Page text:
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Expect Many More Job Losses As High Street Banks Prune Their Branches

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http://www.telegraph.co.uk/finance/comment...r-branches.html

But a bigger surprise is that there haven't been more closures across the industry. Bank workers should brace themselves for worse to come. It's likely Lloyds, for instance, will cut another 20,000 jobs.

It is easy to blame bank executives for bringing this about. And to a large part they are to blame. If HBOS executives had not pursued such reckless lending policies, then the bank may not have been forced into the arms of Lloyds, now faced with cutting overlapping branch networks in towns and cities across the UK. But what is likely to be one of the worst affected industries for job losses is not simply being hit by the credit crunch and its economic fallout. There are other forces at work.

Branch networks have been shrinking for a decade; more than 3,000 have disappeared from our high streets since 1997. Even in good times, however, the 12,000 or so left is not sustainable. Bank mergers have played their part. But so too have our own changing habits. Online and telephone banking are mainstream, vastly reducing the need to visit branches. Not all of those branch workers will be re-employed in call centres.

But the economics of keeping what are, in effect, shops open when both prices and demand for the most profitable merchandise (loans) are falling doesn't make sense.

Banks are under conflicting pressures. Regulators want them to be more prudent with balance sheets and maintain higher levels of liquidity, while politicians are keen for them to expand balance sheets and commit funds to more lending. Only last month Michael Geoghegan, chief executive of HSBC, pointed out at the bank's annual meeting the likely impact of this when combined with the Bank of England's decision to cut interest rates to 0.5pc. "We have maintained, and will continue to maintain, a liquid balance sheet. However, it is worth noting that with interest rates at historic lows, the cost of maintaining this liquidity is high, and the economics of running a major retail network do not stack up when deposit margins have all but vanished."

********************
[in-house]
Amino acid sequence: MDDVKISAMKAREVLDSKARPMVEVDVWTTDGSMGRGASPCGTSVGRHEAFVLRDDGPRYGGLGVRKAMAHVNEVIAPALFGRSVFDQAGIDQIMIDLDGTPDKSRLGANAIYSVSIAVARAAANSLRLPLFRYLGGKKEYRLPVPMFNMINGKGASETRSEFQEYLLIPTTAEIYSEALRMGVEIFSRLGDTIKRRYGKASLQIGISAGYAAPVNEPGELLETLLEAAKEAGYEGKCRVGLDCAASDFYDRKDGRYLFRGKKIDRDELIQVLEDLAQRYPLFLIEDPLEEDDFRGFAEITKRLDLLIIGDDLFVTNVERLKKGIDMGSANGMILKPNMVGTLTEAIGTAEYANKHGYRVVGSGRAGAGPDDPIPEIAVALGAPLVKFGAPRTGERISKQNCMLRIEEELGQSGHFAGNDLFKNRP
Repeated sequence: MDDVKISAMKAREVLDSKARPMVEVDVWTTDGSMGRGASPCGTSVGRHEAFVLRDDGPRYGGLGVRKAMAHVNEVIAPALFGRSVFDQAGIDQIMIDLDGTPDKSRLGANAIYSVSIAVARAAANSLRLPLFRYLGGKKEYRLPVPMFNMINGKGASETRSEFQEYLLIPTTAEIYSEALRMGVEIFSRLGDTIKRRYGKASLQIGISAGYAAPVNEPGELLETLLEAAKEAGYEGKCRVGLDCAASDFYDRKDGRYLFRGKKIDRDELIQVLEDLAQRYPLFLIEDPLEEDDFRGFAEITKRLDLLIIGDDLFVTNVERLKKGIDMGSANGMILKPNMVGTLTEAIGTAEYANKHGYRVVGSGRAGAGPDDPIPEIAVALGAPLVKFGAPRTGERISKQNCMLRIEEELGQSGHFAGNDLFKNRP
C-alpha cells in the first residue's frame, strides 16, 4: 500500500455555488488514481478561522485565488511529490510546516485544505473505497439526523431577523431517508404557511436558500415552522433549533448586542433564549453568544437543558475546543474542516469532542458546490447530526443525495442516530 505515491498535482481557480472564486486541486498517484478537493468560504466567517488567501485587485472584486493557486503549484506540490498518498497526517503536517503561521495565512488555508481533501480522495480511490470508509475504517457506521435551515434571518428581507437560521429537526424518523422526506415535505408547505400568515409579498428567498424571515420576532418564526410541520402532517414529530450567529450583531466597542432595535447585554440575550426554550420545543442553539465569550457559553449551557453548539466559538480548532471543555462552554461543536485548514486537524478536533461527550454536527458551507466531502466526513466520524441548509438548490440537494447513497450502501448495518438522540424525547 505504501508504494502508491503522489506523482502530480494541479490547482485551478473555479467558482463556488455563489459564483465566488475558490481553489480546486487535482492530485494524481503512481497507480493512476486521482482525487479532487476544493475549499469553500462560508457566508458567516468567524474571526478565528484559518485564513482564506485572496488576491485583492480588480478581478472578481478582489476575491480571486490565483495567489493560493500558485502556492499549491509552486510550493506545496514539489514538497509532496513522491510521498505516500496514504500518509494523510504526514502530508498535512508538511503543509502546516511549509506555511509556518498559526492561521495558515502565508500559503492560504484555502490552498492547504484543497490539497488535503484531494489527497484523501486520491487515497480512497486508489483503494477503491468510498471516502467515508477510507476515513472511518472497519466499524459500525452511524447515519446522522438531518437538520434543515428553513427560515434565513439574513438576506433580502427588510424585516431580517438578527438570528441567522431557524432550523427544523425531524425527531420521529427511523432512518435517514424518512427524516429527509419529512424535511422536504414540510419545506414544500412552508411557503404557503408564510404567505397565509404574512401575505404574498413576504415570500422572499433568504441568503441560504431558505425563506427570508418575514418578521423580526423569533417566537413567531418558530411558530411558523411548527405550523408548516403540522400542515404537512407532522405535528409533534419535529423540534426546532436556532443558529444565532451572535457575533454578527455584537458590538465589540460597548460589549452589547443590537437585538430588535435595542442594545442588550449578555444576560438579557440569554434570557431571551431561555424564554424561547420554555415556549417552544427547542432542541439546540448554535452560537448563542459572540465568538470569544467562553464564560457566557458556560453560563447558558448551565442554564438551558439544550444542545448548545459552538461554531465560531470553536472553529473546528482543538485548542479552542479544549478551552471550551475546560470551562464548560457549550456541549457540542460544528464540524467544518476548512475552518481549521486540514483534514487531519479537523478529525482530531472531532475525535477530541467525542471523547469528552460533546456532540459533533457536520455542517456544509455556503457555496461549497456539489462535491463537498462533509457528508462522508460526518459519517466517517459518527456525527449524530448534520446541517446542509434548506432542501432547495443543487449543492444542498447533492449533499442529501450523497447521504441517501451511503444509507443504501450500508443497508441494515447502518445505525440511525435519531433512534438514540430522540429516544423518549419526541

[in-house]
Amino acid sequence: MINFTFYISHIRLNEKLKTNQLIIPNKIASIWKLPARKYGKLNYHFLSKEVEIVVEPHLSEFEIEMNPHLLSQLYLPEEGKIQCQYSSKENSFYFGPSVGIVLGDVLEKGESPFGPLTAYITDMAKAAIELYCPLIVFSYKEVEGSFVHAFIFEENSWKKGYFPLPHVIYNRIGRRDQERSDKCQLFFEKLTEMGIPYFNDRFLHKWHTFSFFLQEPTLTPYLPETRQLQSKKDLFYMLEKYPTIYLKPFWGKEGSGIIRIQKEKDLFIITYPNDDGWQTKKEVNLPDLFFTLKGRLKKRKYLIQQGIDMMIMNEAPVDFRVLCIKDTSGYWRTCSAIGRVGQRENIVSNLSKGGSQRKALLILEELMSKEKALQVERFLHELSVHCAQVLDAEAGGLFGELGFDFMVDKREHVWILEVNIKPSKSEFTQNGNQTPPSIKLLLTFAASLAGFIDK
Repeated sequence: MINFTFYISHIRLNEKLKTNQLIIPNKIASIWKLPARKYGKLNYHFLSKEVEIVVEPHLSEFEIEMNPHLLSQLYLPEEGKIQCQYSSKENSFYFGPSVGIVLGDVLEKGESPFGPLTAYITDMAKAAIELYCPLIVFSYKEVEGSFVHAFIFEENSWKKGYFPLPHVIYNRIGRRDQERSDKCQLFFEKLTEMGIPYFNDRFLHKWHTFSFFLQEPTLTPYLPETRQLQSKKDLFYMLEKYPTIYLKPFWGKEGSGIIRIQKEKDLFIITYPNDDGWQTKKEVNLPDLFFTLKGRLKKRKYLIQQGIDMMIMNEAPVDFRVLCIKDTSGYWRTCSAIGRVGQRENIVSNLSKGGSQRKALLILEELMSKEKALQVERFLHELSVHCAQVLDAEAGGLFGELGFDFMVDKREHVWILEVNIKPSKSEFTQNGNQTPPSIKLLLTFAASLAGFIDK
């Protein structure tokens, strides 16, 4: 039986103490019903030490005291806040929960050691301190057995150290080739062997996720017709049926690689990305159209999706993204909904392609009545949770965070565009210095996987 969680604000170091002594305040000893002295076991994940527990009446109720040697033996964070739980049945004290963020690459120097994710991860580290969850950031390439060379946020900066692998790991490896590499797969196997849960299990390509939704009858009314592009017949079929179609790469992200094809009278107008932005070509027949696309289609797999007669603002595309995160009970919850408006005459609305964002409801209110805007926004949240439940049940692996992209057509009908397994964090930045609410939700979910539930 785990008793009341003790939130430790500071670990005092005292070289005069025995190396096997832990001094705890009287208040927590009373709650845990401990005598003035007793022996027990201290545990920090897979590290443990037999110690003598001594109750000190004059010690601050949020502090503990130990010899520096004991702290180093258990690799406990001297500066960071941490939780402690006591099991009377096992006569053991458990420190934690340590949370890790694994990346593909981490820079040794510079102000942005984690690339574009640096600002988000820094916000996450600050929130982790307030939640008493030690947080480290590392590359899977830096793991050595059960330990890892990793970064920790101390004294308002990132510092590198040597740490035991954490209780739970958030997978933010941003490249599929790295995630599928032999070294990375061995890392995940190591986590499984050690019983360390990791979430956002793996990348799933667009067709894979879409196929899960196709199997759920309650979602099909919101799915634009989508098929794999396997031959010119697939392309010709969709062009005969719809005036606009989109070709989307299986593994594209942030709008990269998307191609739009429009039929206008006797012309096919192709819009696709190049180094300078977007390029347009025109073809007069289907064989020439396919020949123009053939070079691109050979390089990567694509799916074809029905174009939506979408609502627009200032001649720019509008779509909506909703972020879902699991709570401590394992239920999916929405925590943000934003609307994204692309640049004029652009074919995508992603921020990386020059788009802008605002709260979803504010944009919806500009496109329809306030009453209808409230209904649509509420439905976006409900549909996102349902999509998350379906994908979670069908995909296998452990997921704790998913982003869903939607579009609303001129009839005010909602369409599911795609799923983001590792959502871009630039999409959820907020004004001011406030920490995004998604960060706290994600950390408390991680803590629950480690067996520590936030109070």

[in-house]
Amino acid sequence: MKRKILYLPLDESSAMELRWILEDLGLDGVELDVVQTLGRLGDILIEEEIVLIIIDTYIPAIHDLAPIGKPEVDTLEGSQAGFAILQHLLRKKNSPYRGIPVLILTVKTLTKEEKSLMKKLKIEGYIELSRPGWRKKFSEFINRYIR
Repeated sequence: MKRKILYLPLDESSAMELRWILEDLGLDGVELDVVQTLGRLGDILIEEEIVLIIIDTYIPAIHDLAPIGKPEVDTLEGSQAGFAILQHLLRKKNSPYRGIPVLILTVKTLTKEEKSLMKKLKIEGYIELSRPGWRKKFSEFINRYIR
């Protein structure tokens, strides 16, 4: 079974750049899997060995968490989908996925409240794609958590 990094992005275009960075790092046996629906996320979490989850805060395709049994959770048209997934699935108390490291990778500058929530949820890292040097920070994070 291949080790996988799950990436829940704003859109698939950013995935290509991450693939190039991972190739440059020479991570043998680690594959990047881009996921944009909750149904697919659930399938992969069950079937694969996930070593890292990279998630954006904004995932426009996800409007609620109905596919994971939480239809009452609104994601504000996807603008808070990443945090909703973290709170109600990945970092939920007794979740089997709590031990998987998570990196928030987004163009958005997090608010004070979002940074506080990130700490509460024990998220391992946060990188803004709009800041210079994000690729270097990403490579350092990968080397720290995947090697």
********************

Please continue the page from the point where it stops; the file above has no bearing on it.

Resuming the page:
HSBC is one of the few banks to emerge from the credit crunch relatively unscathed. If it's feeling the pain of branch networks it must be even more acute for Lloyds, Royal Bank of Scotland and the rest. On jobs, the worst has yet to come.

The laws of unintended consequences are a b1tch.

Anyway house prices can only ever go up.

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"But the economics of keeping what are, in effect, shops open when both prices and demand for the most profitable merchandise (loans) are falling doesn't make sense."

Shops incur running costs - especially empty shops with little turnover, and its the same for those prominently placed banks on the high street. Old-fashioned banking required turnover in order to extract profit margins. Interest rates for borrowers are just too high whilst interest rates for savers are just too low. This means less footfall in the bank with fewer opportunities to sell their products resulting in more branch closures.

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It's the (former) building societies that have been killed off.

We're now left with Lloyds, HSBC, Santander, Barclays and RBS, and Nationwide.

I guess the next big cull whenever that comes will take out perhaps 2 or 3 of those.

Edited by Red Kharma

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So they pay out under 1%, but charge 5%+ on mortgages and 8%+ on loans - yet you think somehow they are strapped?

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12,000 branches?

Expect 10,000 of those to close by 2020 with some 100,000 jobs lost.

This is a natural evolution of business due to the internet.

I almost never go into the branch and use online banking only. More and more people will use online only banking.

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So they pay out under 1%, but charge 5%+ on mortgages and 8%+ on loans - yet you think somehow they are strapped?

I think its more to do with borrowing off other institutions and banks etc.

Why set up an extensive network to try and attract savings at 0.4% when you can pay an institution or another bank 0.6% and not have the headache of running branches and keeping customers happy.

But if interest rates were say 5%, then trying to attract savers via branches paying 3% would make sense.

Overall it is just the internet making things more efficient. Some 100k jobs will be lost to it and perhaps 20k jobs created to run phones/internet etc.

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So they pay out under 1%, but charge 5%+ on mortgages and 8%+ on loans - yet you think somehow they are strapped?

sure, its the defaults thats killing them.

and the very very very very high wage costs.

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